Andrew McAfee, coauthor of Race Against the Machine did very interesting TED talk recently on the subject of his book, overlapping heavily with the subject of this blog. The first half of the talk does an excellent job of stating the problem. He demonstrates how businesses are profiting more than ever today, investing in technology more than ever -- but are not hiring. He also talks about how various technologies are starting to catch up and even eclipse humans in cognitive tasks such as translation and writing grammatically-perfect articles, and that 'we ain't seen nothing yet'.
Oddly, while demonstrating that 'droids are coming for your jobs' he also claims that current debate on 'whether these technologies are affecting people's ability to make a living' is 'missing the point entirely'.
For the millions of people people losing their houses to foreclosure, shuffling in the dole queues and soup kitchens, collecting paltry benefits, wallowing in depression and freezing in alleys and tent cities I would say the concern about losing income is exactly on point and in need of urgent focus. Is he saying that we ought to just wait out the storms in a 'laissez-faire' kind of manner and that the problems will spontaneously sort themselves out?
Unfortunately, I think so. He doesn't offer anything in the way of suggested actions and decisions we could be making. Instead, his talk pivots half-way through onto an optimistic feel-good frame which I think has shaky foundations. He points to one good aspect of technology at the bottom of the pyramid -- citing a study of poor rural fishing villages leveraging the power of cell phones to improve their knowledge of the market situation and reduce waste.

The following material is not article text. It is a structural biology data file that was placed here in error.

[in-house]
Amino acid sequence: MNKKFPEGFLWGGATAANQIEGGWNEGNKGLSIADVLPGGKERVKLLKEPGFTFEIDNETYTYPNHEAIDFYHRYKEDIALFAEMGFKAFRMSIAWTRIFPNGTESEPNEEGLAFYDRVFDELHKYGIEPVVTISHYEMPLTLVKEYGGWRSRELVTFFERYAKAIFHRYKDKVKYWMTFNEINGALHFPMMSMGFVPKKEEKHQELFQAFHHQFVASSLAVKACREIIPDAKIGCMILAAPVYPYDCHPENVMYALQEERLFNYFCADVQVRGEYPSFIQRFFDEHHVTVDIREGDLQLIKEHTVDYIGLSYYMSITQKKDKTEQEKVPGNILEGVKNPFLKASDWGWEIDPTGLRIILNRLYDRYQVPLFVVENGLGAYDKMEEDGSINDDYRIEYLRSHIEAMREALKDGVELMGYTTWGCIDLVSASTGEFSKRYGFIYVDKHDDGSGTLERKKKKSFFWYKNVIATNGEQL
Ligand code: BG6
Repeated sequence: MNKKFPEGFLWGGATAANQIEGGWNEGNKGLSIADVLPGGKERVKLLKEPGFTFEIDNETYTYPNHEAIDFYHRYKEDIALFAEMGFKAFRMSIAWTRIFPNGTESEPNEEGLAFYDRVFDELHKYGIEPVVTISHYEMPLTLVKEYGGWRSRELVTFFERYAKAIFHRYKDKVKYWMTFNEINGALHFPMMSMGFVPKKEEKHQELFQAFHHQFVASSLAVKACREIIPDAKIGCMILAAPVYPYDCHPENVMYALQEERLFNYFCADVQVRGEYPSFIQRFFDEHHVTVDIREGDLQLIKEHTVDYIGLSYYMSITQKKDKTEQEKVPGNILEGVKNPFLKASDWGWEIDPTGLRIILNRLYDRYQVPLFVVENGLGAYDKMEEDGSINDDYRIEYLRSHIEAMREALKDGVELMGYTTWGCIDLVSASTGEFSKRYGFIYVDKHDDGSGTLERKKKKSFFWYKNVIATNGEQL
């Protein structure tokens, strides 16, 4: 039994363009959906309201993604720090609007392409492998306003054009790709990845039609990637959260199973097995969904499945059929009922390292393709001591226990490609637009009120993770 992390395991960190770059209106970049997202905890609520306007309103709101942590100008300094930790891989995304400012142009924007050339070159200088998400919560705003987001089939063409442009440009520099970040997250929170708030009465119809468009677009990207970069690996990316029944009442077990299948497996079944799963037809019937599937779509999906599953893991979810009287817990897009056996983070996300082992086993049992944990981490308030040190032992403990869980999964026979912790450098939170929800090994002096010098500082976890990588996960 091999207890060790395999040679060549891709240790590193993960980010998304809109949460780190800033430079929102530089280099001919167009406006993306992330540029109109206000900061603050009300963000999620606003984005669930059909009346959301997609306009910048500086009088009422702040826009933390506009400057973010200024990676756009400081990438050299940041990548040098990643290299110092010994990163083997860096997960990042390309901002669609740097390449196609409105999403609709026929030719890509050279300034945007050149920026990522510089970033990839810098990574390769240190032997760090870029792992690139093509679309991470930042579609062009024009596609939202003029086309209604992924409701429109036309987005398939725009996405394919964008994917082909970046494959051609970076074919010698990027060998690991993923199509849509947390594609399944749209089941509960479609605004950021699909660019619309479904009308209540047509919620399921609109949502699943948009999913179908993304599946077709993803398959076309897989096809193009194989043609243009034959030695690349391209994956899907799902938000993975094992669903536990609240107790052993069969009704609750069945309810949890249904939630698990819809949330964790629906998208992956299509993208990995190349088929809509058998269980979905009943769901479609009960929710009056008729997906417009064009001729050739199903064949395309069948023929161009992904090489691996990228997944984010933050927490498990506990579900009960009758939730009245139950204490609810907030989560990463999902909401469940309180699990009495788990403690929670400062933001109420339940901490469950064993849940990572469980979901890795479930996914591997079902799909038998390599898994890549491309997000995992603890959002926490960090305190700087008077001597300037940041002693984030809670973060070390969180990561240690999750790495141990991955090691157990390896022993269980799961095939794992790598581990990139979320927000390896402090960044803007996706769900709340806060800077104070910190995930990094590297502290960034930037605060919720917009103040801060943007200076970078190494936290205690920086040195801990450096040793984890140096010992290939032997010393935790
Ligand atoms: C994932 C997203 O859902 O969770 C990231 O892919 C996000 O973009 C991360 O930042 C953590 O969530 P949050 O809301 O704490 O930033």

Yes, we know that human productivity rises when technology is introduced, and it's initially a huge benefit to independent workers. But what happens when poor fishermen with creaky boats come into competition with hyper-efficient automated fishing operations? On land, where robots have a surer footing, we can see how small, poor farmers suffer in competition with gigantic, scaled and highly automated agribusiness.
A time when hands are not needed to steer the ship and haul the fishing nets can't be too far away, as these are pretty routine tasks, and there's plenty of research going into ship automation. With no income stream to leverage, information carrier technology becomes increasingly useless, not to mention unaffordable (in the current consumer paradigm).
I'm too am hopeful that technology will benefit the neediest in the world. We know of it's potential, but we can't afford to think that technology will steer itself to that end without heavy political upheaval going on of some kind or another. That's the missing step in the transition that too few people (and almost no prominent futurists and economists) are willing to talk about -- including myself, for now.